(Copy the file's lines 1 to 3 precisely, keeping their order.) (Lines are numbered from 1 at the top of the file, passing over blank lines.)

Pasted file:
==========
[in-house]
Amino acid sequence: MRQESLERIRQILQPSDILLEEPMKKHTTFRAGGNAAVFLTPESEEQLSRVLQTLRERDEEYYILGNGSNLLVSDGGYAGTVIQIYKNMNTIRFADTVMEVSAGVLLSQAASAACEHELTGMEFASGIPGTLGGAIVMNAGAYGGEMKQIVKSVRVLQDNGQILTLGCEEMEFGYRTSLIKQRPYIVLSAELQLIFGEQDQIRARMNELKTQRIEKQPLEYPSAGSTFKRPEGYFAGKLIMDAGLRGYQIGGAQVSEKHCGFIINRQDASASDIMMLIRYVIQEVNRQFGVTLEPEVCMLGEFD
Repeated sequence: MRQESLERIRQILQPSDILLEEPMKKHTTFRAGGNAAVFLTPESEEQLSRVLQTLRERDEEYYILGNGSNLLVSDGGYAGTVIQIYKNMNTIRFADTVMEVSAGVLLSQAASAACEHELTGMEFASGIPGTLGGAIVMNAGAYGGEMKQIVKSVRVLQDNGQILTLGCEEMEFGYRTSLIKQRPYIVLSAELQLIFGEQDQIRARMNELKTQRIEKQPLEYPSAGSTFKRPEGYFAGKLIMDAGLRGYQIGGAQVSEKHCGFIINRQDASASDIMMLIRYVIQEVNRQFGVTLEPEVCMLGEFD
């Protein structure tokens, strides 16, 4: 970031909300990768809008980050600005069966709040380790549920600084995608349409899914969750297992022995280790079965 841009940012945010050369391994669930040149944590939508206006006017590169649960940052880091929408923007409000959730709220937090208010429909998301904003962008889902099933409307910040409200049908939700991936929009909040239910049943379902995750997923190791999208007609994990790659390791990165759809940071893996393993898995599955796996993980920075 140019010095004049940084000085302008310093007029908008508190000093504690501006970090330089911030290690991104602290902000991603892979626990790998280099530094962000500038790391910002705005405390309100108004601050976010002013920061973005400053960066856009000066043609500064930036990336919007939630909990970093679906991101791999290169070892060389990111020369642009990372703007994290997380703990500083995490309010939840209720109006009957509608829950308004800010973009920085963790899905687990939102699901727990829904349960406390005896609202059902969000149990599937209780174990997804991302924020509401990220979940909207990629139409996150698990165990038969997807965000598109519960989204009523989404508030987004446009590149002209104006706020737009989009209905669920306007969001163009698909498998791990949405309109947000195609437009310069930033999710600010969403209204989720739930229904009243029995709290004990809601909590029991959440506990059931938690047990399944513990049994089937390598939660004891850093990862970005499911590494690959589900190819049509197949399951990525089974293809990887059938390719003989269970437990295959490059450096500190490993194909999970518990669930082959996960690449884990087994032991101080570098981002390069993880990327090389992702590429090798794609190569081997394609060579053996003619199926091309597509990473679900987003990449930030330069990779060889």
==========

[in-house]
Amino acid sequence: MRQESLERIRQILQPSDILLEEPMKKHTTFRAGGNAAVFLTPESEEQLSRVLQTLRERDEEYYILGNGSNLLVSDGGYAGTVIQIYKNMNTIRFADTVMEVSAGVLLSQAASAACEHELTGMEFASGIPGTLGGAIVMNAGAYGGEMKQIVKSVRVLQDNGQILTLGCEEMEFGYRTSLIKQRPYIVLSAELQLIFGEQDQIRARMNELKTQRIEKQPLEYPSAGSTFKRPEGYFAGKLIMDAGLRGYQIGGAQVSEKHCGFIINRQDASASDIMMLIRYVIQEVNRQFGVTLEPEVCMLGEFD
Repeated sequence: MRQESLERIRQILQPSDILLEEPMKKHTTFRAGGNAAVFLTPESEEQLSRVLQTLRERDEEYYILGNGSNLLVSDGGYAGTVIQIYKNMNTIRFADTVMEVSAGVLLSQAASAACEHELTGMEFASGIPGTLGGAIVMNAGAYGGEMKQIVKSVRVLQDNGQILTLGCEEMEFGYRTSLIKQRPYIVLSAELQLIFGEQDQIRARMNELKTQRIEKQPLEYPSAGSTFKRPEGYFAGKLIMDAGLRGYQIGGAQVSEKHCGFIINRQDASASDIMMLIRYVIQEVNRQFGVTLEPEVCMLGEFD